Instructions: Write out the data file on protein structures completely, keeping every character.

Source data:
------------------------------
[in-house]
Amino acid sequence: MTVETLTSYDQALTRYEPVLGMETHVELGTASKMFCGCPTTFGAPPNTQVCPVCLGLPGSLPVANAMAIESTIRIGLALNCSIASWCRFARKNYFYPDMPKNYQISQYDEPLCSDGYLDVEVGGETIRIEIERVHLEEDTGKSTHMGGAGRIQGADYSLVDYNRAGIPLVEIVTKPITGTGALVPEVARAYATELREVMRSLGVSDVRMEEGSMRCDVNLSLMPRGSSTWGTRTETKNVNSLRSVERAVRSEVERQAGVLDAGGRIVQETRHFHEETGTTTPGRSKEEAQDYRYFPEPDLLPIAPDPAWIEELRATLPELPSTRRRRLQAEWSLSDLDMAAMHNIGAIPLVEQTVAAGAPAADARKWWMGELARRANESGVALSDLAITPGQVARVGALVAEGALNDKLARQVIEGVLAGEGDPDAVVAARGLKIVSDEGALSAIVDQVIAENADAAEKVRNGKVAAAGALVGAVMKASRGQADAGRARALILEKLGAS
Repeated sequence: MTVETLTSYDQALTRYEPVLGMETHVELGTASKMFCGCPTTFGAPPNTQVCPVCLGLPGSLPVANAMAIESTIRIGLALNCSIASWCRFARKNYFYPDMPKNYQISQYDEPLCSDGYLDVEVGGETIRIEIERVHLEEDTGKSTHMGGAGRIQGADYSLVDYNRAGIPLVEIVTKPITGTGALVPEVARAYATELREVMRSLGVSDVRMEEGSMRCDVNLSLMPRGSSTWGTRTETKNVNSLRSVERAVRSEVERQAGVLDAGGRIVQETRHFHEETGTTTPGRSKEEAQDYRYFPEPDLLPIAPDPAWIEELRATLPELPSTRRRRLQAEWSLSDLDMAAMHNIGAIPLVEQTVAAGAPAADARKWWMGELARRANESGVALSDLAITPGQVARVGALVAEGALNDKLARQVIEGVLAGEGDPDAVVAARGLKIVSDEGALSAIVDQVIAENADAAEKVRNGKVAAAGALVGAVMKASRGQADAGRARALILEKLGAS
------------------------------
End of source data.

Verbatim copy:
[in-house]
Amino acid sequence: MTVETLTSYDQALTRYEPVLGMETHVELGTASKMFCGCPTTFGAPPNTQVCPVCLGLPGSLPVANAMAIESTIRIGLALNCSIASWCRFARKNYFYPDMPKNYQISQYDEPLCSDGYLDVEVGGETIRIEIERVHLEEDTGKSTHMGGAGRIQGADYSLVDYNRAGIPLVEIVTKPITGTGALVPEVARAYATELREVMRSLGVSDVRMEEGSMRCDVNLSLMPRGSSTWGTRTETKNVNSLRSVERAVRSEVERQAGVLDAGGRIVQETRHFHEETGTTTPGRSKEEAQDYRYFPEPDLLPIAPDPAWIEELRATLPELPSTRRRRLQAEWSLSDLDMAAMHNIGAIPLVEQTVAAGAPAADARKWWMGELARRANESGVALSDLAITPGQVARVGALVAEGALNDKLARQVIEGVLAGEGDPDAVVAARGLKIVSDEGALSAIVDQVIAENADAAEKVRNGKVAAAGALVGAVMKASRGQADAGRARALILEKLGAS
Repeated sequence: MTVETLTSYDQALTRYEPVLGMETHVELGTASKMFCGCPTTFGAPPNTQVCPVCLGLPGSLPVANAMAIESTIRIGLALNCSIASWCRFARKNYFYPDMPKNYQISQYDEPLCSDGYLDVEVGGETIRIEIERVHLEEDTGKSTHMGGAGRIQGADYSLVDYNRAGIPLVEIVTKPITGTGALVPEVARAYATELREVMRSLGVSDVRMEEGSMRCDVNLSLMPRGSSTWGTRTETKNVNSLRSVERAVRSEVERQAGVLDAGGRIVQETRHFHEETGTTTPGRSKEEAQDYRYFPEPDLLPIAPDPAWIEELRATLPELPSTRRRRLQAEWSLSDLDMAAMHNIGAIPLVEQTVAAGAPAADARKWWMGELARRANESGVALSDLAITPGQVARVGALVAEGALNDKLARQVIEGVLAGEGDPDAVVAARGLKIVSDEGALSAIVDQVIAENADAAEKVRNGKVAAAGALVGAVMKASRGQADAGRARALILEKLGAS